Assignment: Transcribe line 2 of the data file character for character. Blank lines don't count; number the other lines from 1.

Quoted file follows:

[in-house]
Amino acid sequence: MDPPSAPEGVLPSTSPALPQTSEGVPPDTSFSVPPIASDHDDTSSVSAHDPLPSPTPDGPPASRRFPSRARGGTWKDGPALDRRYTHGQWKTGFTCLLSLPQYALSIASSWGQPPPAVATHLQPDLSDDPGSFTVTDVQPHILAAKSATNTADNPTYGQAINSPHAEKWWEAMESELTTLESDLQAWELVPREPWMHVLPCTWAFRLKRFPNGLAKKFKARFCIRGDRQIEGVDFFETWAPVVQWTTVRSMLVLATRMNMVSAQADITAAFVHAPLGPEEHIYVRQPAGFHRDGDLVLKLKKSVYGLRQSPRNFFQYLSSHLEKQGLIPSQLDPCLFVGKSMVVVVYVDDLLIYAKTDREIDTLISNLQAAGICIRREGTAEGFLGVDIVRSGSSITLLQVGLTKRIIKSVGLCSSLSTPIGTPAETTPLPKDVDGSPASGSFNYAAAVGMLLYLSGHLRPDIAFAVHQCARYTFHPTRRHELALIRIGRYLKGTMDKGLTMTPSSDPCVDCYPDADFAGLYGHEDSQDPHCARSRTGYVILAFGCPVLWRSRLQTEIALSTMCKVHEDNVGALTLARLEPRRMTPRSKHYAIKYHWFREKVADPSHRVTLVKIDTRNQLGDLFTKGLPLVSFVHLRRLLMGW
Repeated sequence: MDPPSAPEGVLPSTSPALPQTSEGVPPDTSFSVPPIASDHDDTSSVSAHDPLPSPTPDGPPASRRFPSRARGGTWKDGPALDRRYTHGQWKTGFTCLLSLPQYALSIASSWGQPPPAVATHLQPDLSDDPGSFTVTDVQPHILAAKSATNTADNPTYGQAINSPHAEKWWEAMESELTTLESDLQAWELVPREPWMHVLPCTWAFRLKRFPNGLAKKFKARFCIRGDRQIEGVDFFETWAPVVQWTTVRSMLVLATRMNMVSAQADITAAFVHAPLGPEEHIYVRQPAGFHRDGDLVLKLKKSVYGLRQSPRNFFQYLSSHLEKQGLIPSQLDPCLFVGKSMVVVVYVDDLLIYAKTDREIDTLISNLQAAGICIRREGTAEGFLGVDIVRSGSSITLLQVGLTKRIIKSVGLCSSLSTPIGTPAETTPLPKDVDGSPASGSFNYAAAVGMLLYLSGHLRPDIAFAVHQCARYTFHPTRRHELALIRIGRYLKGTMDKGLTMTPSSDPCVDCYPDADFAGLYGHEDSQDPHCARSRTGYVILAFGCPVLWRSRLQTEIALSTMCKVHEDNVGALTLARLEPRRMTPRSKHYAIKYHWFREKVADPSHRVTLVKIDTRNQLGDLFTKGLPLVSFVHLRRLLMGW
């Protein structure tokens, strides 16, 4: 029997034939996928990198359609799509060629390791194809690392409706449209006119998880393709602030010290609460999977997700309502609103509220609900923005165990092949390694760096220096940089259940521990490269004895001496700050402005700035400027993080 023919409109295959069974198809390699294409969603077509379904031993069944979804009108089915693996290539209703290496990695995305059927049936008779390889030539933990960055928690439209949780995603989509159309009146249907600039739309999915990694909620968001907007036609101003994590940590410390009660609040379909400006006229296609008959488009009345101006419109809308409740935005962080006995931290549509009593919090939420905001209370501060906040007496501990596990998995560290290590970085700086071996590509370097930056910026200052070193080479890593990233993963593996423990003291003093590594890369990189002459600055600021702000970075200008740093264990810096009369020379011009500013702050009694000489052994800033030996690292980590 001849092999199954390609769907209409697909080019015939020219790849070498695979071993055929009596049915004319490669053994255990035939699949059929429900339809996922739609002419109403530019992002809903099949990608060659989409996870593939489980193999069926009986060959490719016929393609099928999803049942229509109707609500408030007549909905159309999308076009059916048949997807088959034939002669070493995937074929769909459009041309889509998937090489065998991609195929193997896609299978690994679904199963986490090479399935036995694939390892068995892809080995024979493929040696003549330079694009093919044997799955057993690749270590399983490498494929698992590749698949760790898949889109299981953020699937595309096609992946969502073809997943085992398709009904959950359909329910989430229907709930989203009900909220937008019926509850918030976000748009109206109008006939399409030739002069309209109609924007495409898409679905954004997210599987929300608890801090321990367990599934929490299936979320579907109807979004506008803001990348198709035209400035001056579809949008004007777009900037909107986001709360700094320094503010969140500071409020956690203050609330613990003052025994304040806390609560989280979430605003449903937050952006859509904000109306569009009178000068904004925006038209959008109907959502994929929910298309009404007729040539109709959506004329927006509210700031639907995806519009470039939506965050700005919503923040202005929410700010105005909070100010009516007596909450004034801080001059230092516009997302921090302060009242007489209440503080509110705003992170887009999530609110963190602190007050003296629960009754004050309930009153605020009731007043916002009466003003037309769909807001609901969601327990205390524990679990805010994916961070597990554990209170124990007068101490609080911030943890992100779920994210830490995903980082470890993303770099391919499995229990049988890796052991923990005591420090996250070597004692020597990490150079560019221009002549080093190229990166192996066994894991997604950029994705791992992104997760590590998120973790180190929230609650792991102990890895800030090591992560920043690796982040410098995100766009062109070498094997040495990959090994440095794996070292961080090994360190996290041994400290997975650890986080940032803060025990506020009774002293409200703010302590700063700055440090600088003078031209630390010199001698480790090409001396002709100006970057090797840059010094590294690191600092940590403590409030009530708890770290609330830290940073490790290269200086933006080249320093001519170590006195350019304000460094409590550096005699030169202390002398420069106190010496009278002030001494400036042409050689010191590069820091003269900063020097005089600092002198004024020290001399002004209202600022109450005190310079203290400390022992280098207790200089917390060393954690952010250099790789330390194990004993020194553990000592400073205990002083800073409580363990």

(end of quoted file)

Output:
Amino acid sequence: MDPPSAPEGVLPSTSPALPQTSEGVPPDTSFSVPPIASDHDDTSSVSAHDPLPSPTPDGPPASRRFPSRARGGTWKDGPALDRRYTHGQWKTGFTCLLSLPQYALSIASSWGQPPPAVATHLQPDLSDDPGSFTVTDVQPHILAAKSATNTADNPTYGQAINSPHAEKWWEAMESELTTLESDLQAWELVPREPWMHVLPCTWAFRLKRFPNGLAKKFKARFCIRGDRQIEGVDFFETWAPVVQWTTVRSMLVLATRMNMVSAQADITAAFVHAPLGPEEHIYVRQPAGFHRDGDLVLKLKKSVYGLRQSPRNFFQYLSSHLEKQGLIPSQLDPCLFVGKSMVVVVYVDDLLIYAKTDREIDTLISNLQAAGICIRREGTAEGFLGVDIVRSGSSITLLQVGLTKRIIKSVGLCSSLSTPIGTPAETTPLPKDVDGSPASGSFNYAAAVGMLLYLSGHLRPDIAFAVHQCARYTFHPTRRHELALIRIGRYLKGTMDKGLTMTPSSDPCVDCYPDADFAGLYGHEDSQDPHCARSRTGYVILAFGCPVLWRSRLQTEIALSTMCKVHEDNVGALTLARLEPRRMTPRSKHYAIKYHWFREKVADPSHRVTLVKIDTRNQLGDLFTKGLPLVSFVHLRRLLMGW